Where Did the Battle of Midway Take Place and What Was Its Significance?

Gabrielle Kramer

3 mins

05 Jun 2018

The four-day Battle of Midway in June 1942 was more than just a battle over an air and submarine base. Coming almost exactly six months after the Japanese attack on Pearl Harbour, it resulted in a surprising – yet decisive – victory for the United States and would change the course of the war in the Pacific.

The location of the Midway Islands and their history are important to know in order to better understand the stakes involved.

A brief history of the Midway Islands

The Midway Islands were, and still are, an unincorporated territory of the US. Located 1,300 miles away from Hawaii’s capital, Honolulu, they are made up of two main islands: the Green and Sand Islands. Although a part of the Hawaiian archipelago, they are not a part of the state of Hawaii.

The islands were claimed by the US in 1859 by Captain N. C. Brooks. They were first named Middlebrooks and then just Brooks, but eventually named Midway after the US formally annexed the islands in 1867.

A satellite view of the Midway Islands.

The islands’ location as a midpoint between North America and Asia made them both strategic and necessary for trans-pacific flights and communication. Beginning in 1935, they served as a stopover point for flights between San Francisco and Manila.

President Theodore Roosevelt handed control of the Midway Islands to the US Navy in 1903. Thirty-seven years later, the Navy began construction on an air and submarine base. It was this base that led to the Islands becoming a target for the Japanese in World War Two.

Why Japan wanted to take Midway

Following the attack on Pearl Harbour on 7 December 1941, the US’s air and naval forces were substantially depleted. Among the vessels damaged were all eight of its battleships; two were lost completely and the rest were temporarily taken out of commission.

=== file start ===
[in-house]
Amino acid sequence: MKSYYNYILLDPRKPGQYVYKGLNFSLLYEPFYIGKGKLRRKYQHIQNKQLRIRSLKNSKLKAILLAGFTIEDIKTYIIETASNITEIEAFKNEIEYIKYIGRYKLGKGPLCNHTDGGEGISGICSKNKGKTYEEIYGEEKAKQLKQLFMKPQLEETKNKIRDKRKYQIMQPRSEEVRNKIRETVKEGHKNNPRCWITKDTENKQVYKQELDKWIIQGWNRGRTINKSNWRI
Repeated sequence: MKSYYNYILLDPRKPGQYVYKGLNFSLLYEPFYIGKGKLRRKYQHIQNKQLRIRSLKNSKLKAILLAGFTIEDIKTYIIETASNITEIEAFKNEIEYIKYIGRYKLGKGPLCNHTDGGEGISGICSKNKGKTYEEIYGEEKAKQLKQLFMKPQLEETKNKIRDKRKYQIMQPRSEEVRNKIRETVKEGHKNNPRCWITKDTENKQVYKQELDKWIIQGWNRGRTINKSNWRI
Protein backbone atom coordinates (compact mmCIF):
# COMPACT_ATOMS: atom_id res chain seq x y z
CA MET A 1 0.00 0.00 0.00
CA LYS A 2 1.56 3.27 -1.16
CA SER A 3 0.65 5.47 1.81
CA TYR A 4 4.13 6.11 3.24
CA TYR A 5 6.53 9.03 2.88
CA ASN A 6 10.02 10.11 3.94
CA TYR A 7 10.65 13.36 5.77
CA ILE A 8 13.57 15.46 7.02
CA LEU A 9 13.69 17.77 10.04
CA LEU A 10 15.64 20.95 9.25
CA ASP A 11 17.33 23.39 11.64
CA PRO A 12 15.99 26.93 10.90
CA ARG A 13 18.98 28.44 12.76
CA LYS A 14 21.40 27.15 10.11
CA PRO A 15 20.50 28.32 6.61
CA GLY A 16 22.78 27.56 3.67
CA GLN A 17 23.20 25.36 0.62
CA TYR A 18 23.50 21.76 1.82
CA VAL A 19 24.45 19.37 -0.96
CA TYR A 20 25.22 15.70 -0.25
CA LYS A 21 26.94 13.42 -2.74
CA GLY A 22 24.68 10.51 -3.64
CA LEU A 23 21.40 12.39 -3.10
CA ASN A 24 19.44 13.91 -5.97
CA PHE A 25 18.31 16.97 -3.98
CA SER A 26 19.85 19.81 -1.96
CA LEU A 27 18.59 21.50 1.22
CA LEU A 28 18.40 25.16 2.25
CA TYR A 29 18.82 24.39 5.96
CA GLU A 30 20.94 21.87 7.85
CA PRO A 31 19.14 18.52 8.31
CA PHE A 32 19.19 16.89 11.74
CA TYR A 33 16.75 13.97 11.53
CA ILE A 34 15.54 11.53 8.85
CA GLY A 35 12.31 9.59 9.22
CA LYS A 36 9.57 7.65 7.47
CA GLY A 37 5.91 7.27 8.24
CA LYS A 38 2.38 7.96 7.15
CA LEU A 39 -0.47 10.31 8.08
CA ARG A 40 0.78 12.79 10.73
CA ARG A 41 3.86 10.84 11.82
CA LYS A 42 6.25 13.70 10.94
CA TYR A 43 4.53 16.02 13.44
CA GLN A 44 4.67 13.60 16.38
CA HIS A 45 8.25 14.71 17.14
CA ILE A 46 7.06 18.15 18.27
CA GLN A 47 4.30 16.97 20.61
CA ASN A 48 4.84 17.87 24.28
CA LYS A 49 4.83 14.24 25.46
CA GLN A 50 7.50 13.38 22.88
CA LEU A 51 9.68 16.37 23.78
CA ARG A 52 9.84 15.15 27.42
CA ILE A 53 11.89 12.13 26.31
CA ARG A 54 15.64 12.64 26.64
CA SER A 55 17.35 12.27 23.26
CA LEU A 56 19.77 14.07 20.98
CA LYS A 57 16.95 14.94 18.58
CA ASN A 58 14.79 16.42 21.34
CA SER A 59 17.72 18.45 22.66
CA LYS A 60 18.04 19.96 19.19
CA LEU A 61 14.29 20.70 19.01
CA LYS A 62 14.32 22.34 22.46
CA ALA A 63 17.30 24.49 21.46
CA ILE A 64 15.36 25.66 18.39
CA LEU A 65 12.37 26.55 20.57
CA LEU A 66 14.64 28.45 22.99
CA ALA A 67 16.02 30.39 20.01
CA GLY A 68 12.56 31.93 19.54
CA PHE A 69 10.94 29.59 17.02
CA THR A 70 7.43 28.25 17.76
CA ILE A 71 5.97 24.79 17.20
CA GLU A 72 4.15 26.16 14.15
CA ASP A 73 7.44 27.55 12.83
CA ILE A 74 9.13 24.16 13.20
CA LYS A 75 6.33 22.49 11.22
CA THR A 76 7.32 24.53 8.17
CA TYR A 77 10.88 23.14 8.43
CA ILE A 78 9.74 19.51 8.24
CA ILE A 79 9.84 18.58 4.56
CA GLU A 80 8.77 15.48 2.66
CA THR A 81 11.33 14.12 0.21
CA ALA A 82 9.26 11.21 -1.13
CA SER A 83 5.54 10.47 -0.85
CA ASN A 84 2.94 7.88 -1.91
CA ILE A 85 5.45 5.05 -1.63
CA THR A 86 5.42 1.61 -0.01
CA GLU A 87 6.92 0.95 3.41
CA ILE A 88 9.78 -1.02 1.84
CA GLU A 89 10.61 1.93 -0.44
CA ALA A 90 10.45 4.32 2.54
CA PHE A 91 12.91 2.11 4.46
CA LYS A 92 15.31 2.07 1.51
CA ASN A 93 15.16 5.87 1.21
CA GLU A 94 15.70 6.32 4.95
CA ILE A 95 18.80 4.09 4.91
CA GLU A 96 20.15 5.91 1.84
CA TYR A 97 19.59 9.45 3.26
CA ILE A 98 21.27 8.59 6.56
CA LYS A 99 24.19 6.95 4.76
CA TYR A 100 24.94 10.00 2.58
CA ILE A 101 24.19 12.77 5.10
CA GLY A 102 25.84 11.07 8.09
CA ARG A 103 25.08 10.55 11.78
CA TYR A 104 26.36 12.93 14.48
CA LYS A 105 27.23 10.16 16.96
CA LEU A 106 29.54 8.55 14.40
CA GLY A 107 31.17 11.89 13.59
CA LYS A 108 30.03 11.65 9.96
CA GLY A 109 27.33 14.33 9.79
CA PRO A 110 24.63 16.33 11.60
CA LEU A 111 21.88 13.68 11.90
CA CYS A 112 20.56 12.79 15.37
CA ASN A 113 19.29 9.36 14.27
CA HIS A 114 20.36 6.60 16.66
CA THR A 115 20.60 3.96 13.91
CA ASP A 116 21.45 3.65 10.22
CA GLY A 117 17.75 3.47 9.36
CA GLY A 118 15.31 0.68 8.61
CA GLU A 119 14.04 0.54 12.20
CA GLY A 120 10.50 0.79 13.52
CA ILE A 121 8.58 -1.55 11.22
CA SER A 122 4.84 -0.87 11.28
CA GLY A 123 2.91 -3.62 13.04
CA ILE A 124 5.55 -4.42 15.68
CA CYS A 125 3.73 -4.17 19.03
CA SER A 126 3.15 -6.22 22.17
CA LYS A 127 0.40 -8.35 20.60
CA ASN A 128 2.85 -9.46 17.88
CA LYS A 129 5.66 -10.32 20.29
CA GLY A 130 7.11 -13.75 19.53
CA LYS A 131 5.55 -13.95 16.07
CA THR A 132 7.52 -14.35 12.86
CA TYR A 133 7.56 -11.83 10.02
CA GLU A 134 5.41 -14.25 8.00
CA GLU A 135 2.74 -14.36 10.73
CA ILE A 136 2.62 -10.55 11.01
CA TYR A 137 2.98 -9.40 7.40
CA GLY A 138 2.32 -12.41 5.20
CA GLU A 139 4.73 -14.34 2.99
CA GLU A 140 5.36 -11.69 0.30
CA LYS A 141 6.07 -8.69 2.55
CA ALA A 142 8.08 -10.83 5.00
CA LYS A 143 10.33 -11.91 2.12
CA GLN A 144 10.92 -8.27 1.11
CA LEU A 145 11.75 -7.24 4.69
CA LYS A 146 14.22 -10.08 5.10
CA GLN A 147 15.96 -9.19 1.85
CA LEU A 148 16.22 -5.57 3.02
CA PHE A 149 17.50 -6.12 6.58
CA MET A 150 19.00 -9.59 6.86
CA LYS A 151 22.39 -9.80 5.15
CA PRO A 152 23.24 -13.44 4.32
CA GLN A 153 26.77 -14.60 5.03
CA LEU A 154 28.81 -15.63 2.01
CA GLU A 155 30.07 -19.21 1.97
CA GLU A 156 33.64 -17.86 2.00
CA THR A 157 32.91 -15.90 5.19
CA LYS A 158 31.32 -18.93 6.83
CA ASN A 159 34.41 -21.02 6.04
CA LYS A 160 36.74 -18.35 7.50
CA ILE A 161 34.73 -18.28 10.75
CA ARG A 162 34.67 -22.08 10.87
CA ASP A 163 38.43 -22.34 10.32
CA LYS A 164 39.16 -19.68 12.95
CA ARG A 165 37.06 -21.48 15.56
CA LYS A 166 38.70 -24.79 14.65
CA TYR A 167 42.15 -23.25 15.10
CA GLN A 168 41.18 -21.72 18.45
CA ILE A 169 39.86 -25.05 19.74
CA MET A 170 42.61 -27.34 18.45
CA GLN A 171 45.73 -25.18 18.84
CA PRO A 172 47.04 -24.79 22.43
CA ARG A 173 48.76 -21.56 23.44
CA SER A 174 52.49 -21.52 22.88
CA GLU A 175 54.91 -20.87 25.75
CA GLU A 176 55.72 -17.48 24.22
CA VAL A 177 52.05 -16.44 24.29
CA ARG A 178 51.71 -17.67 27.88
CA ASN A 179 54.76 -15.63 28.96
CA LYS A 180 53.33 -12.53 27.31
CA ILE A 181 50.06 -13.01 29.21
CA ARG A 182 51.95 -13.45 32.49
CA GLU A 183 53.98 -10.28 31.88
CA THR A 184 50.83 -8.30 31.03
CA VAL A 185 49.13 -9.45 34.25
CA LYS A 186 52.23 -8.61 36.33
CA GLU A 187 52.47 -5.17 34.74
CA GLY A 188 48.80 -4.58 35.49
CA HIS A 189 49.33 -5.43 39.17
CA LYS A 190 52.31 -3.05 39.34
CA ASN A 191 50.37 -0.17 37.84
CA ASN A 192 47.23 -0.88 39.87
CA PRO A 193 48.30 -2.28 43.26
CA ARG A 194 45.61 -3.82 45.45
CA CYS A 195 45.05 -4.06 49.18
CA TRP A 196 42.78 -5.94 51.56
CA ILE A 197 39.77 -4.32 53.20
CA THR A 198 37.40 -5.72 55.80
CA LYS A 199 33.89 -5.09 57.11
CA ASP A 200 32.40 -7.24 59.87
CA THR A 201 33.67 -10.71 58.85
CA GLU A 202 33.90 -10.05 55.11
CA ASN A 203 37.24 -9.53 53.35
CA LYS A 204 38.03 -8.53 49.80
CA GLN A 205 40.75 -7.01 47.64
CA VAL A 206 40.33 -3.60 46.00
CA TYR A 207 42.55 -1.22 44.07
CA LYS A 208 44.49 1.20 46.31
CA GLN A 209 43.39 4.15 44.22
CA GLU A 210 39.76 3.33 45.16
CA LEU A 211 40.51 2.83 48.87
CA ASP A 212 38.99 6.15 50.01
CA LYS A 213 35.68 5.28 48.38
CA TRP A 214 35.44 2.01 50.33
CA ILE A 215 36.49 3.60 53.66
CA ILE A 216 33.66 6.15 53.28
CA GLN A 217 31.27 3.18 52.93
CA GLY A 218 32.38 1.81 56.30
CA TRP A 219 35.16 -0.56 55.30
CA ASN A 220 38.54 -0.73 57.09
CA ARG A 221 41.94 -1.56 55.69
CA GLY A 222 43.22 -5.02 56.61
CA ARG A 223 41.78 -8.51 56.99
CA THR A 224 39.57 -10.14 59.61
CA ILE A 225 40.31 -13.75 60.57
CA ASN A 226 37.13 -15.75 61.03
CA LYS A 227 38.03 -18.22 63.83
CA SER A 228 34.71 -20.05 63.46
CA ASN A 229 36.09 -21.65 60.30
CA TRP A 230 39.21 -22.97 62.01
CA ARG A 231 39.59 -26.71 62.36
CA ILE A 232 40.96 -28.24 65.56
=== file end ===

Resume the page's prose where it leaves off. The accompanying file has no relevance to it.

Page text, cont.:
Thus, the US entered World War Two on the defensive. Another attack seemed imminent and it was crucial for American intelligence to crack the Japanese codes so that they could properly prepare for any further assaults.

Pearl Harbour may have been a big win for Japan, but the Japanese wanted more influence and power in the Pacific. And so it decided to launch an attack on Midway. A successful invasion of the islands would have meant the destruction of an American air and submarine base and made future attacks by the US in the Pacific nearly impossible.

Taking control of Midway would have also given Japan the perfect launching pad for other invasions in the Pacific, including of both Australia and the US.

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A decisive loss for Japan

Japan launched an attack on Midway on 4 June 1942. But unbeknownst to the Japanese, the US had cracked their book ciphers code and were therefore able to anticipate the attack, countering it with their own surprise assault.

Four days later, Japan was forced to withdraw after losing nearly 300 aircraft, all four aircraft carriers involved in the attack and 3,500 men – including some of its best pilots.

The US, meanwhile, lost only one carrier, the USS Yorktown. With minimal losses, the US quickly began preparations for the Guadalcanal campaign, the Allied forces’ first major offensive against Japan. The campaign launched in the first week of August 1942 and resulted in an Allied victory the following February.

The defeat at Midway stopped the progression of Japan across the Pacific. Never again would the Japanese control the Pacific theatre.